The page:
10 Benefits of Taking your Kids Bush Walking

Bushwalking activity

Bush walking (and or hiking) is for all ages, from little babies that can be carried, toddlers who can walk and children and teens that can run! Stephen Kellert (author and Yale professor) said ‘going outdoors (in nature) is the most information rich and stimulating environment children will encounter.’  Just this week, in a radio interview on NPR,  he said that ‘children now spend 52 hours a week on electronic devices and only 40 minutes a week outside’.  So why should you take your children bush walking often?

1.  It gets them outside. Many children are becoming more house bound. Even the backyards built on house lots today are shrinking to a piece or grass that you can’t even roll on. Getting children outside gives them fresh air, space and time to think.

2.  It helps children connect with wild animals. I love going to the zoo but I would prefer to see an animal out in the wild. It’s important for children to learn about the difference between wild and captive animals and to explore the more natural habitats of wildlife.nature activities for kids

3.  Allows them to use their senses. Children will be able to hear, smell, see and feel things they haven’t before. Imagine your child hearing cicadas and birds flying past their heads, smelling the rainforest, feeling ferns, moss and river rocks and seeing an array of wild animal in front of their eyes. If you’re quiet enough, you may even spy an unsuspecting mammal!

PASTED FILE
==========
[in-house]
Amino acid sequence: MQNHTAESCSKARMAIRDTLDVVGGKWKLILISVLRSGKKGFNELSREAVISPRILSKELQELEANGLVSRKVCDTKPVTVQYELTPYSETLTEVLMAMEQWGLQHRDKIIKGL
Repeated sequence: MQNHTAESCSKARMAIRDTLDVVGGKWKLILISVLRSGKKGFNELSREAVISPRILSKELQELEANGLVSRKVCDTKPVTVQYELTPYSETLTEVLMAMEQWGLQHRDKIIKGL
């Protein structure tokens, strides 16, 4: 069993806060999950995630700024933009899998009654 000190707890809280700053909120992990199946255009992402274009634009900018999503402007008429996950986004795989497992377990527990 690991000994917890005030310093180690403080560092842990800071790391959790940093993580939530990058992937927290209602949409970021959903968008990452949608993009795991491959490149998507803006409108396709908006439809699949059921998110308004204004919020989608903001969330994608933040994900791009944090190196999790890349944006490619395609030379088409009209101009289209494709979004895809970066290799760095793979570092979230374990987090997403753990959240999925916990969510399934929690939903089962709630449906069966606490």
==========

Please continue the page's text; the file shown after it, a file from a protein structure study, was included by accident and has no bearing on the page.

4.  Encourages them to communicate about and understand the world. When I’m bush walking I have time to think and I ask questions about our world. I notice that Miss Possum does this too but she speaks out loud and asks simple questions about the nature around her.  Understanding the world helps to place where you are in it.

Children in Nature

5. It gets the body moving. We all know it’s important to stay healthy. Going for a bush walk is great for your fitness and the best part is that it doesn’t feel like exercise!

6.  It gives them the opportunity to connect with nature. Nature in a bush, rainforest or desert is so versatile. You’ll never know every plant; you’ll never know every insect. Seeing the glory that is nature drives us to connect with its beauty and understand it harshness.


7. It’s free. So often we complain that we shouldn’t go anywhere because we can’t afford it but really there’s plenty of free things we can do out in nature. We found a bush walking track only 15 minutes from our house, we didn’t even realise it was there.  Find your local national park by looking online or at a local map. Most National parks are free but you may have to pay a small fee to use some of them.

bush walking with kids

8.  It builds the family bond. Bush walking with your family allows you to communicate with one another more easily. You have the time to talk, it’s nice and quiet in the bush and you’re more relaxed to do so. Going on a bush walk can really bring your family together because, for that moment, you throw away the stress and live in the now.

9. It helps build lifelong skills. It teaches children to stick to the path, respect the local fauna and flora and it’s also a great place to teach teenagers survival skills and ways to not get lost.

10.  Helps Save Nature and Wildlife. I’ll leave you with a quote with this point that says it all.


conservation message

When did you last go bush walking?


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  1. says

    What a great list! We love taking walks in nature, too – especially as a family. My youngest seems to have boundless energy and nature walks are one of the few things that help him stay focused & rest well.

    • Penny says

      Can you go bushwalking? I’d think it might be dangerous where you are. Still, seeing what you see in your backyard is probably spectacular enough. Would you ever get sick of it?

      • says